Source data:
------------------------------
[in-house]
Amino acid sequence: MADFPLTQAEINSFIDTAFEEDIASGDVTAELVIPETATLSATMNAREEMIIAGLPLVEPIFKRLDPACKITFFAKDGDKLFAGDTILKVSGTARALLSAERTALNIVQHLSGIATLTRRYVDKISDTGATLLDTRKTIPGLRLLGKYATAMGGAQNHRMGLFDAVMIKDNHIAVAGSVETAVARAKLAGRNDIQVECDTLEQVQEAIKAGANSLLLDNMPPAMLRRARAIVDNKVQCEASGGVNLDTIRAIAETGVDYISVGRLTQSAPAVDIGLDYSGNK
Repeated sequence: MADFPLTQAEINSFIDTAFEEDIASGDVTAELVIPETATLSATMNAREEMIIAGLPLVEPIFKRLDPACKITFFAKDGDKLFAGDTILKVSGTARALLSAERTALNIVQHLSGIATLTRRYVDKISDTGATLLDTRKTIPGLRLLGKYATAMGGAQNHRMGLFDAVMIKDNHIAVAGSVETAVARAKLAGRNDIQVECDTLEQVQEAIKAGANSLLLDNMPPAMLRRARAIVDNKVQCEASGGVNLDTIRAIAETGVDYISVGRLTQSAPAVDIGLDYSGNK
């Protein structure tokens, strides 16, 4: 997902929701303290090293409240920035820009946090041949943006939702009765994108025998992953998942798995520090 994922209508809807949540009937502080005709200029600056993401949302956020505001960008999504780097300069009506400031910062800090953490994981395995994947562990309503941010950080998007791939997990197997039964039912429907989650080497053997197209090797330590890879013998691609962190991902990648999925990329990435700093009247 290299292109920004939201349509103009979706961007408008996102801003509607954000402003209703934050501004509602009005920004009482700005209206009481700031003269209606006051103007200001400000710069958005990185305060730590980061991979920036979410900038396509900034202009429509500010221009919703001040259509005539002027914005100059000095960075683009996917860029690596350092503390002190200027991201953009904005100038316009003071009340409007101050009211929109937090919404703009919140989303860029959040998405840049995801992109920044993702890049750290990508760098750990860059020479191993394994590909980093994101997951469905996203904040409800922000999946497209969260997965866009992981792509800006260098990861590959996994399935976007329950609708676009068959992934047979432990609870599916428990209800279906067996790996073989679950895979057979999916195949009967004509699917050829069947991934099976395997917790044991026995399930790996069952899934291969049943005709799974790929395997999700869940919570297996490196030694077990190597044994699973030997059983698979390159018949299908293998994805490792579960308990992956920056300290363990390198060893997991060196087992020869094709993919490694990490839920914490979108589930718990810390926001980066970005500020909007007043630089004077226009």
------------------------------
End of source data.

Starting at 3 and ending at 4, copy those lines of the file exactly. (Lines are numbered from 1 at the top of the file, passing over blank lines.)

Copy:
Repeated sequence: MADFPLTQAEINSFIDTAFEEDIASGDVTAELVIPETATLSATMNAREEMIIAGLPLVEPIFKRLDPACKITFFAKDGDKLFAGDTILKVSGTARALLSAERTALNIVQHLSGIATLTRRYVDKISDTGATLLDTRKTIPGLRLLGKYATAMGGAQNHRMGLFDAVMIKDNHIAVAGSVETAVARAKLAGRNDIQVECDTLEQVQEAIKAGANSLLLDNMPPAMLRRARAIVDNKVQCEASGGVNLDTIRAIAETGVDYISVGRLTQSAPAVDIGLDYSGNK
């Protein structure tokens, strides 16, 4: 997902929701303290090293409240920035820009946090041949943006939702009765994108025998992953998942798995520090 994922209508809807949540009937502080005709200029600056993401949302956020505001960008999504780097300069009506400031910062800090953490994981395995994947562990309503941010950080998007791939997990197997039964039912429907989650080497053997197209090797330590890879013998691609962190991902990648999925990329990435700093009247 290299292109920004939201349509103009979706961007408008996102801003509607954000402003209703934050501004509602009005920004009482700005209206009481700031003269209606006051103007200001400000710069958005990185305060730590980061991979920036979410900038396509900034202009429509500010221009919703001040259509005539002027914005100059000095960075683009996917860029690596350092503390002190200027991201953009904005100038316009003071009340409007101050009211929109937090919404703009919140989303860029959040998405840049995801992109920044993702890049750290990508760098750990860059020479191993394994590909980093994101997951469905996203904040409800922000999946497209969260997965866009992981792509800006260098990861590959996994399935976007329950609708676009068959992934047979432990609870599916428990209800279906067996790996073989679950895979057979999916195949009967004509699917050829069947991934099976395997917790044991026995399930790996069952899934291969049943005709799974790929395997999700869940919570297996490196030694077990190597044994699973030997059983698979390159018949299908293998994805490792579960308990992956920056300290363990390198060893997991060196087992020869094709993919490694990490839920914490979108589930718990810390926001980066970005500020909007007043630089004077226009």